This interview is the latest in an Accepted.com blog series featuring interviews with medical school applicants and students, offering readers a behind-the-scenes look at the med school application process. And now, introducing Danielle Ward…
Accepted: We’d like to get to know you! Where are you from? Where and what did you study as an undergrad? What is your favorite ice cream flavor?
Danielle: My name is Danielle Ward, and I was born in Germany. I grew up as an Army Brat, so I’m pretty much from everywhere! I graduated from Louisiana State University in 2009 with a Bachelor of Science in Biochemistry (minor in chemistry). I also received a Master of Science degree in Biochemistry from the University of Saint Joseph in 2013.
I pretty much love every flavor of ice cream, but butter pecan never gets old. Cold Stone Creamery’s “Birthday Cake Remix” also holds a special place in my heart.
Accepted: Where will you be starting med school in the fall? How would you say you’re a good fit for that program?
Danielle: I will be attending Philadelphia College of Osteopathic Medicine – Georgia Campus. I believe that I am a good fit for the program because I have a very strong passion for learning, serving and helping others, and being a part of something greater than myself. I also really value the philosophy of osteopathic medicine, and I believe this program really fits my personality and will help me become the best possible physician that I know I am capable of being. Additionally, I love the south, so I am happy to be attending a school that allows me to be closer to family.
Accepted: What would you say was the most challenging aspect of the application process? How did you approach that challenge?
Danielle: For me, the most challenging part of the application process was overcoming both an extremely low undergraduate GPA and MCAT score. I had a great amount extracurricular activities, volunteering, clinical experiences, research, and work experience, but that means nothing to schools that screen based on numbers alone.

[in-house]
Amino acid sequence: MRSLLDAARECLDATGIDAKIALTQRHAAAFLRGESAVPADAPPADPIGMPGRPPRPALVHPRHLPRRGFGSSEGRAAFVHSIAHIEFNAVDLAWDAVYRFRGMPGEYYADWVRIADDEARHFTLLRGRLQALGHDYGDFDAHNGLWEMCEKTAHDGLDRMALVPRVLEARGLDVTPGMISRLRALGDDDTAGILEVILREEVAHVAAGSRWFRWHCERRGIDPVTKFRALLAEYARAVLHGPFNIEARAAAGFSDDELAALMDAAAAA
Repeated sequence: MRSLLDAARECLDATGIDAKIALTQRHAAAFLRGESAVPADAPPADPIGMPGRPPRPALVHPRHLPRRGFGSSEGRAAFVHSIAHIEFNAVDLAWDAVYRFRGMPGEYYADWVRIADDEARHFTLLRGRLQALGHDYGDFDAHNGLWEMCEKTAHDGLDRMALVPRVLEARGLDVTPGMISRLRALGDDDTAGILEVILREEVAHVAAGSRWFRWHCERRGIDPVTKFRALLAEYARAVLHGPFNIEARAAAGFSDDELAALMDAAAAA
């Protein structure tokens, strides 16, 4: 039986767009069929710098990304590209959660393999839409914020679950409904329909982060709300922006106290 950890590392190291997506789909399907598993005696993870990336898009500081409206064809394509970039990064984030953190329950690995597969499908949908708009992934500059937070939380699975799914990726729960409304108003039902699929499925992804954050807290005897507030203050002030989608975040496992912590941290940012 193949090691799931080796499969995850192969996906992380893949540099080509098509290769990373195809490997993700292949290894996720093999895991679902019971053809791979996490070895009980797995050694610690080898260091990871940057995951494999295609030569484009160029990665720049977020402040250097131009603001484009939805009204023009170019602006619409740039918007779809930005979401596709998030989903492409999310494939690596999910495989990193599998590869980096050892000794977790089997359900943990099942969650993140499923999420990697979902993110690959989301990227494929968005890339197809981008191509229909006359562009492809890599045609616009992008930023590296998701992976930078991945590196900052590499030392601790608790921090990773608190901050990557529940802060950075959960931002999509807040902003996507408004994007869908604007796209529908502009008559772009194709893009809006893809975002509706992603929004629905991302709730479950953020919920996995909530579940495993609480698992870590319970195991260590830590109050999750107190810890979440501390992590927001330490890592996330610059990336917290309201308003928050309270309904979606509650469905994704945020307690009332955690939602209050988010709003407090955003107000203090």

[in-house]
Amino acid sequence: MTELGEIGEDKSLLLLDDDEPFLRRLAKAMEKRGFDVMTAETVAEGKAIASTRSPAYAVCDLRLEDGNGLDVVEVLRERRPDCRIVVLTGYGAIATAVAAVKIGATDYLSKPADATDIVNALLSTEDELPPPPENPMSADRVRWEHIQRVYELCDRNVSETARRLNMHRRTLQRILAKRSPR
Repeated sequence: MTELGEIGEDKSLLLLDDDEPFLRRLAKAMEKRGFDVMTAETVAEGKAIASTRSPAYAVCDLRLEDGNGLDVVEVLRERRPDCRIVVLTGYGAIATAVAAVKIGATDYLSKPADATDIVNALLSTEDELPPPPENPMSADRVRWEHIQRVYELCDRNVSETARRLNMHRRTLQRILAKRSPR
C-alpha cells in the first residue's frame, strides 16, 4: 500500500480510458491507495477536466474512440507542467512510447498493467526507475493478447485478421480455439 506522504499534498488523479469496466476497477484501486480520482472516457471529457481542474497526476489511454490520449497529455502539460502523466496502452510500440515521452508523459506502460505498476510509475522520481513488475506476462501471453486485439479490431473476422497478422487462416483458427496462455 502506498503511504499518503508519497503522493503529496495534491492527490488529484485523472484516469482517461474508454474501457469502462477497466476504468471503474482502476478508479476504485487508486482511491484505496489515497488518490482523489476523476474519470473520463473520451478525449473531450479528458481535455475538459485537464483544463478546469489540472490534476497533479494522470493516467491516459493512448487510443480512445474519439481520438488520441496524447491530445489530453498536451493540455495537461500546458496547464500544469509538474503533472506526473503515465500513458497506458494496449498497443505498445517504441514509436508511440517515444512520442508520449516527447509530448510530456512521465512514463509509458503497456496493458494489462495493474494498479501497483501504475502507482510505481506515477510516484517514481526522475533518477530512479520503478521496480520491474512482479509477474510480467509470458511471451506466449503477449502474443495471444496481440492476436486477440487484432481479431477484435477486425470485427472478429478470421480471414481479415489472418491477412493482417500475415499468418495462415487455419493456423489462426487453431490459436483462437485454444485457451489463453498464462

To approach my low undergraduate GPA, I enrolled in a hard science master’s degree program where I excelled. Some schools tend to weigh graduate courses or more advanced courses a lot more heavily, so I feel that this really helped me. I also spoke with admissions officers at a few schools and from their opinions, this was the best course of action for me to take.
I retook the MCAT four times, but was not able to obtain a high score despite studying extremely hard for the test. I think I may have burnt myself out in the process of studying, and this probably had a large effect on my performance. I was actually considering taking the test a fifth time right before I received my interview. I’m so glad that I no longer have to worry about it!
Accepted: Your blog focuses a lot on being a woman, a minority, and a single mom. How did those aspects of who you are play into your desire to be a doctor?
Danielle: I have wanted to be a physician since I was a young child, so I can’t say that any of the above mentioned aspects really played into this desire. After trying to find others like myself, I realized that I may be a bit of an anomaly going into the field of medicine, so I created my blog for those with similar circumstances to have something to relate to. The main focus of my blog is to document my journey, highlight minority women in medicine, and give helpful advice to pre-medical students.
Even though being a single mother has not influenced my desire to become a doctor, it does push me to work harder because I now have someone who looks up to me. I have to be the best role model for my child, and I can’t let her see me give up on my dreams. I want my child to know that with hard work and dedication, it is possible to achieve any goal.
Accepted: Related, how did those three things influence or affect the admissions process?